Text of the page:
Following up on my previous post, I started wondering about the logic of behind imputations as part of GDP calculation.
In case you don't know what an "imputation" is:
Parts of GDP are not based on market transactions for goods and services. Instead, they are "imputed", i.e. valued "as if" there was a transaction.
The most important category is "imputed rent" for owner-occupied housing: If you live in your own house, you are assumed to pay rent to yourself, which is part of GDP. No kidding!
In the US, "rent for housing" is part of "services consumed", and makes up 10 % of GDP. As Americans are into home ownership, I assume that 2/3 or more of this are imputed payments as opposed to actual rent payments.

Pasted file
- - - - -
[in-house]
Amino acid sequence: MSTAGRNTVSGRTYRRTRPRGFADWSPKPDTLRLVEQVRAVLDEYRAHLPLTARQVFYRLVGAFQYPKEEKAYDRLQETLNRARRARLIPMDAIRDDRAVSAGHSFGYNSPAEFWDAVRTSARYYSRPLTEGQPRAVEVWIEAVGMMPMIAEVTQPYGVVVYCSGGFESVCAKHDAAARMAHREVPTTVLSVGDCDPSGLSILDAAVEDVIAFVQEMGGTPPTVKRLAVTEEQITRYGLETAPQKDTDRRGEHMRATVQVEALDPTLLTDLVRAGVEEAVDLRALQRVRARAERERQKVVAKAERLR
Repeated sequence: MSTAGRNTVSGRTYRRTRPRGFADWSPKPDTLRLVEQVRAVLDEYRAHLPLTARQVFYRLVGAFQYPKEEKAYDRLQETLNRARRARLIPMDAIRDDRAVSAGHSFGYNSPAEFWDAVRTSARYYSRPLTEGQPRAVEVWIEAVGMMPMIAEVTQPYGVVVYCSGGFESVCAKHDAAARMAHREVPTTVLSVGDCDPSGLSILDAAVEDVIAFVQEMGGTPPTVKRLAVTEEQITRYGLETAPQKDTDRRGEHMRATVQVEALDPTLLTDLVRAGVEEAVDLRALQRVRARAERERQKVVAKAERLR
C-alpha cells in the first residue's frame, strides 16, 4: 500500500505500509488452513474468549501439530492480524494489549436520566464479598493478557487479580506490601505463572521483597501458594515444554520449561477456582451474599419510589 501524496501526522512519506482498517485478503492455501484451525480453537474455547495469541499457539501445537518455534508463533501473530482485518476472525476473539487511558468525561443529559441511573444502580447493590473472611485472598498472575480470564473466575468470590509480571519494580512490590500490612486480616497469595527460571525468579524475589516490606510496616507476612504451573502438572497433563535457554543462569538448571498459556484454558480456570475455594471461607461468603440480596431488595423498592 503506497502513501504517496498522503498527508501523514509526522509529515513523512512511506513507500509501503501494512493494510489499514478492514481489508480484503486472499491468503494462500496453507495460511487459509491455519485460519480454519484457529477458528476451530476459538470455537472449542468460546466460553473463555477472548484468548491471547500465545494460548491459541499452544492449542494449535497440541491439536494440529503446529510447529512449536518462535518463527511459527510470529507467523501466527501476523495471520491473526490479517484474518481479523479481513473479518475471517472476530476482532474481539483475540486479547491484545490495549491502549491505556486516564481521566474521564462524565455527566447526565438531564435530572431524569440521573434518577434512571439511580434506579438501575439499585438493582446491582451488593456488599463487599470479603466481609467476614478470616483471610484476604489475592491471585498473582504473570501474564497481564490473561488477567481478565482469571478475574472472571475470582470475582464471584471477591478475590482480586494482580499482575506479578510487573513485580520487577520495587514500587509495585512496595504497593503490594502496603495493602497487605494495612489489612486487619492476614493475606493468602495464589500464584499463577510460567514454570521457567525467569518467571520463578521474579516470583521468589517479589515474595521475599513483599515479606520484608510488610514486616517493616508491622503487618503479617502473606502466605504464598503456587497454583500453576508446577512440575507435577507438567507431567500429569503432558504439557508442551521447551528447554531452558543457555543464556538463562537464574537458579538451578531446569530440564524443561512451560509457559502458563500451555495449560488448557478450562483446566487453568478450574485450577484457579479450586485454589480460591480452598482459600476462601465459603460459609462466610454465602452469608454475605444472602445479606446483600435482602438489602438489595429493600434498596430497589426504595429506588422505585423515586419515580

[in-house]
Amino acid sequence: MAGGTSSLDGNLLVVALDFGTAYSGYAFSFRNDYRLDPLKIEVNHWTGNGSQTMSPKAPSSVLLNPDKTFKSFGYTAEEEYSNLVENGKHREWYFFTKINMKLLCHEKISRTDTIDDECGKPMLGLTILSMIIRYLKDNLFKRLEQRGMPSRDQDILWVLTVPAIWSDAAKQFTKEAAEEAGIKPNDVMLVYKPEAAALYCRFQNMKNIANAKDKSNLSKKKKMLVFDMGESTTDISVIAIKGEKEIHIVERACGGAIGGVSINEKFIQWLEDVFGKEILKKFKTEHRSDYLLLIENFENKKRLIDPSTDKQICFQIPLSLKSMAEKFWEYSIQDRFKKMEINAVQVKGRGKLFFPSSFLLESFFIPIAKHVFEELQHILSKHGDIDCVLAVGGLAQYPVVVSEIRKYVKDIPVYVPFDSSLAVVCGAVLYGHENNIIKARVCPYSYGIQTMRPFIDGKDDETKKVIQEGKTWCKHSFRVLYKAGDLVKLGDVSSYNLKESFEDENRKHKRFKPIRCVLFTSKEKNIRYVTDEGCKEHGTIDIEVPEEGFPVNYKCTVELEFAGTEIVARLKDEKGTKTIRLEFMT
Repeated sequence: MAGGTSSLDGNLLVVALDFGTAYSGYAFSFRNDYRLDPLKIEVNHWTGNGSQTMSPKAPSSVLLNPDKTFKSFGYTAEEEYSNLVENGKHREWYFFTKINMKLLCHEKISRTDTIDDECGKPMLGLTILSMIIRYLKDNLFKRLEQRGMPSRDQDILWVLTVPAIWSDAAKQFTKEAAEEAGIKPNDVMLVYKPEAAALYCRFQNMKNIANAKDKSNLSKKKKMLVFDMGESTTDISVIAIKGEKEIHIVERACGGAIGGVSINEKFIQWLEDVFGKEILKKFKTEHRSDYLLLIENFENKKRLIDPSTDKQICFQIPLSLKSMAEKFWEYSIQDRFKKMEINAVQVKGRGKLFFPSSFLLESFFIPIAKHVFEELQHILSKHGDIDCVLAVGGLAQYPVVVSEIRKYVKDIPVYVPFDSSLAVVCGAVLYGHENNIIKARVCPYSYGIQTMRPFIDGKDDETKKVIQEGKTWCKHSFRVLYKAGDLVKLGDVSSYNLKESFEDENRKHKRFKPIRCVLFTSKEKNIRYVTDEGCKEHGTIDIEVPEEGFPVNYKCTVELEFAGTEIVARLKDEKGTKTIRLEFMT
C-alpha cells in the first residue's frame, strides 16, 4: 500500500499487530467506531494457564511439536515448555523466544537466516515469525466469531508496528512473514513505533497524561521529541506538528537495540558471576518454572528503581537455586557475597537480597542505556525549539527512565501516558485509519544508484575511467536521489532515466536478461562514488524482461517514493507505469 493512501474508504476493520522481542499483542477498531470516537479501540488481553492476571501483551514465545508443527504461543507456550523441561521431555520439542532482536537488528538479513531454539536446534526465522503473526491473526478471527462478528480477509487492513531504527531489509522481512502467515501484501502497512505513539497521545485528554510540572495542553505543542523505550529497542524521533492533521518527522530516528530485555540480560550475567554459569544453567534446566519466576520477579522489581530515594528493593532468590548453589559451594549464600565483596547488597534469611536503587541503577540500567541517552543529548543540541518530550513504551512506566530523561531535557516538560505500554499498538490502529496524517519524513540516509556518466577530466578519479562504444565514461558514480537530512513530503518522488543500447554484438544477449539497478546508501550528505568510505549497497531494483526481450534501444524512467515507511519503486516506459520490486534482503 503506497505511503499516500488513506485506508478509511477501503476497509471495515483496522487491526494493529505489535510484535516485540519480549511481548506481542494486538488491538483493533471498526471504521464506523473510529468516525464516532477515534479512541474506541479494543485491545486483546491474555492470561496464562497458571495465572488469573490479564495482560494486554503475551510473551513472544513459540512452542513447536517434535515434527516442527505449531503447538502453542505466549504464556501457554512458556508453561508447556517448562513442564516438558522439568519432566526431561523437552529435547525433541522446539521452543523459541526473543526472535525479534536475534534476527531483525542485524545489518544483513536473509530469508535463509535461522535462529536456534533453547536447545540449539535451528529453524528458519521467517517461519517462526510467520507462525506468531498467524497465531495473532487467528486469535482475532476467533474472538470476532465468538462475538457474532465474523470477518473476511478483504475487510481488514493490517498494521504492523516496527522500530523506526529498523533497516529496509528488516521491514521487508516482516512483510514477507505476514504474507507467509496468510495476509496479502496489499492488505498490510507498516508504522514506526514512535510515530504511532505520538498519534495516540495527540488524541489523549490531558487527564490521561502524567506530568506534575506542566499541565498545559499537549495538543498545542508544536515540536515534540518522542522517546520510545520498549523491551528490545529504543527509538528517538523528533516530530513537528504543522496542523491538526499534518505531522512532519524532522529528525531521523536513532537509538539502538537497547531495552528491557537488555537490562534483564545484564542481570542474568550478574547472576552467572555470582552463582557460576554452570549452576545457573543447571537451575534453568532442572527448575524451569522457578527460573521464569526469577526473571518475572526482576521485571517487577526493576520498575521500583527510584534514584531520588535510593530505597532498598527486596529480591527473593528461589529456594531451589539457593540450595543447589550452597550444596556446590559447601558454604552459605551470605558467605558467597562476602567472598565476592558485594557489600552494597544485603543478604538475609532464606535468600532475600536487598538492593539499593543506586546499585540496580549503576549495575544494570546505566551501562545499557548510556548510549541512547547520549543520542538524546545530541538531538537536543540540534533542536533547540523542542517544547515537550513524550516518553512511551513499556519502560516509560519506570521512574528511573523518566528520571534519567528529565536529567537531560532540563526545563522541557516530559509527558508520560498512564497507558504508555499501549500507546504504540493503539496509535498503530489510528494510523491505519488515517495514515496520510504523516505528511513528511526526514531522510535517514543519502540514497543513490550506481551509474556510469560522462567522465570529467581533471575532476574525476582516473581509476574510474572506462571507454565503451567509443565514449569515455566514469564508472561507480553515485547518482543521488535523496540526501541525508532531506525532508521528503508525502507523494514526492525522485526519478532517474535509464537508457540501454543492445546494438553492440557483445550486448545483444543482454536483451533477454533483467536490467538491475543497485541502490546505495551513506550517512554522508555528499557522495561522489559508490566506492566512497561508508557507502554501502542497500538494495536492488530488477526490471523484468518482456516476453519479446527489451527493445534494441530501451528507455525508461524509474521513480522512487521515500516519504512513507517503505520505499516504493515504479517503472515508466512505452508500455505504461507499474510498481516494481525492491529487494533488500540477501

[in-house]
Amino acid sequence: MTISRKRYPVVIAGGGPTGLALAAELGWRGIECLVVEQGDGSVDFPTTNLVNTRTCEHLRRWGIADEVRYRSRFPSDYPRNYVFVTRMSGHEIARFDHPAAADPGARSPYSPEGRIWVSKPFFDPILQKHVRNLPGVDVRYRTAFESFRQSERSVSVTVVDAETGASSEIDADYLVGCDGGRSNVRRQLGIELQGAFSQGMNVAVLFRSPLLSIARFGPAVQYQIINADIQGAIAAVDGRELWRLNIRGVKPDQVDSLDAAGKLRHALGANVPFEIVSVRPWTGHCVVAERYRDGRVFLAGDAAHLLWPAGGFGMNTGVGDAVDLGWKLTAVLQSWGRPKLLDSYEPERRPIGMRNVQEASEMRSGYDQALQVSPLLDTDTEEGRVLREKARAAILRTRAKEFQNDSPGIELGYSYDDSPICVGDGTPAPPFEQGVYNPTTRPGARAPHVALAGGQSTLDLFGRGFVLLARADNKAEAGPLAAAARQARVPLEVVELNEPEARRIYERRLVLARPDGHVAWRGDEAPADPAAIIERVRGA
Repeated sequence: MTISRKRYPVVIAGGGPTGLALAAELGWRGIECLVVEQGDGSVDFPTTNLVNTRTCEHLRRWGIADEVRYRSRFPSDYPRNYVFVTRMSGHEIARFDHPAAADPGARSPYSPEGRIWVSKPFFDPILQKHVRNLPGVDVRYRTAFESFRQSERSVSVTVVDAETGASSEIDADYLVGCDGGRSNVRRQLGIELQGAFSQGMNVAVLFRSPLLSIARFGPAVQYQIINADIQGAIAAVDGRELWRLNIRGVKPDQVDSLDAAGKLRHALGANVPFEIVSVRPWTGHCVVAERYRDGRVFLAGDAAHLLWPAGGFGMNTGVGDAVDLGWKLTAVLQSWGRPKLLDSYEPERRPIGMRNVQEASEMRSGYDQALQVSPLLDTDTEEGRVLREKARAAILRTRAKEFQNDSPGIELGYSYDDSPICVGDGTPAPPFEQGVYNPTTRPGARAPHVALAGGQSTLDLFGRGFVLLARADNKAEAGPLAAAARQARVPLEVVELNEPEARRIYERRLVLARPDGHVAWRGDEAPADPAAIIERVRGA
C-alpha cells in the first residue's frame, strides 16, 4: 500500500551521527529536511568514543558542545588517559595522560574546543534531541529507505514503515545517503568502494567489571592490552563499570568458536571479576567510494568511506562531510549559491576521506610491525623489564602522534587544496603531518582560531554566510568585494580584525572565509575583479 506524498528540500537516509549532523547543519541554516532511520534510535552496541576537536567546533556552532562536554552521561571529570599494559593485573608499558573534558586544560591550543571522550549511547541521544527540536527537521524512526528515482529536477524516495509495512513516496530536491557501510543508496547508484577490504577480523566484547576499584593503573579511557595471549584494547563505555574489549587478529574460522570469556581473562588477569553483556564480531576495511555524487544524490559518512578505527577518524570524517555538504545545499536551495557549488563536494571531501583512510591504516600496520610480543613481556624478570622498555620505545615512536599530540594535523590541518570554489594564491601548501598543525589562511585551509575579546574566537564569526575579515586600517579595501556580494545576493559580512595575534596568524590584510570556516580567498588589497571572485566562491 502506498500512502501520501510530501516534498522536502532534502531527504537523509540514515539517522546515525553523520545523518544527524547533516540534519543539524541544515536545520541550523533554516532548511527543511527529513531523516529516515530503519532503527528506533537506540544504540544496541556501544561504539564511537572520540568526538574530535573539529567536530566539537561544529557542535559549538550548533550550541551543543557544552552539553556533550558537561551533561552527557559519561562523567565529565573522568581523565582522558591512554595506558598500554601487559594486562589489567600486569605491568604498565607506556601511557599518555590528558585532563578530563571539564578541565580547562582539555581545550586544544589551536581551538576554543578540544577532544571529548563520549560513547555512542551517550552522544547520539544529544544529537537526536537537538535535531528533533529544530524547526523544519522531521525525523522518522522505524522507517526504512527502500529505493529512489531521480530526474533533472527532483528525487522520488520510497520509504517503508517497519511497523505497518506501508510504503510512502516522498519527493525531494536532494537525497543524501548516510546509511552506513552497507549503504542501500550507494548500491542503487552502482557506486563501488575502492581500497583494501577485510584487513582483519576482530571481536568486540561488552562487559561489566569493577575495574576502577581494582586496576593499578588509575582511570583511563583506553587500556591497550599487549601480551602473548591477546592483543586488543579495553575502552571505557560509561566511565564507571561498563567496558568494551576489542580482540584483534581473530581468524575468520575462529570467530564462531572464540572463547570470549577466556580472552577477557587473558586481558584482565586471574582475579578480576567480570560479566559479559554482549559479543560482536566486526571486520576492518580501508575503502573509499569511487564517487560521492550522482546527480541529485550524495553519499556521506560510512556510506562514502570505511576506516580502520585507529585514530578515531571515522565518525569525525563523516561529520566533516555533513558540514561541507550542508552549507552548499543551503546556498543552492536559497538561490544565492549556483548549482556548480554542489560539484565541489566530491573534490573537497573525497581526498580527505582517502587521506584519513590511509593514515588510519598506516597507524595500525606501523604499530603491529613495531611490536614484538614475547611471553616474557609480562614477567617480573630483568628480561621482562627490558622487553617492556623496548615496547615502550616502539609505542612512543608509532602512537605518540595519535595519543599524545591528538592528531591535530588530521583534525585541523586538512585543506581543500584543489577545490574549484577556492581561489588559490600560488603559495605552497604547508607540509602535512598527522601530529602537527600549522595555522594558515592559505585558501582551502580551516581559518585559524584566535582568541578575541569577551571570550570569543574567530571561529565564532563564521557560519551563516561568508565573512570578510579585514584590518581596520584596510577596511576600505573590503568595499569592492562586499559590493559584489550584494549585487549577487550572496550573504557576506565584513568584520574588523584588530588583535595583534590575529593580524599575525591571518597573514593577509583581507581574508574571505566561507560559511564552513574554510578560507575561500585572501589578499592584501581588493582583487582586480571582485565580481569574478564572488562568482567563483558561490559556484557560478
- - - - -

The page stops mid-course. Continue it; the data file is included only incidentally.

The interesting thing: In spite of the housing price crash, "rent for housing" has increased 3 % in nominal terms from Q1 2008 to Q1 2009 (it increased 0.5 % in real terms, i.e. the statisticians apparently calculated average rent increases of 2.5 %).
As most of this is imputed as opposed to "real rent", the question beckons: Does this make sense, considering the situation of the US housing market?
(Roughly 15 % of US GDP is due to imputations. My guess is that at least half of this is imputed rent. German GDP also includes imputations. However, I was unable to find any details as to the extent. Imputed rent should be less important than in the US, as Germans are more likely to be renters than owners)
(Another side note: For some reason, there is no imputed rent on cars. So if I understand correctly, leasing a car as opposed to buying it increases GDP, because the leasing payments are counted, whereas the use of an owned car isn't. A tad bizarre, isn't it?)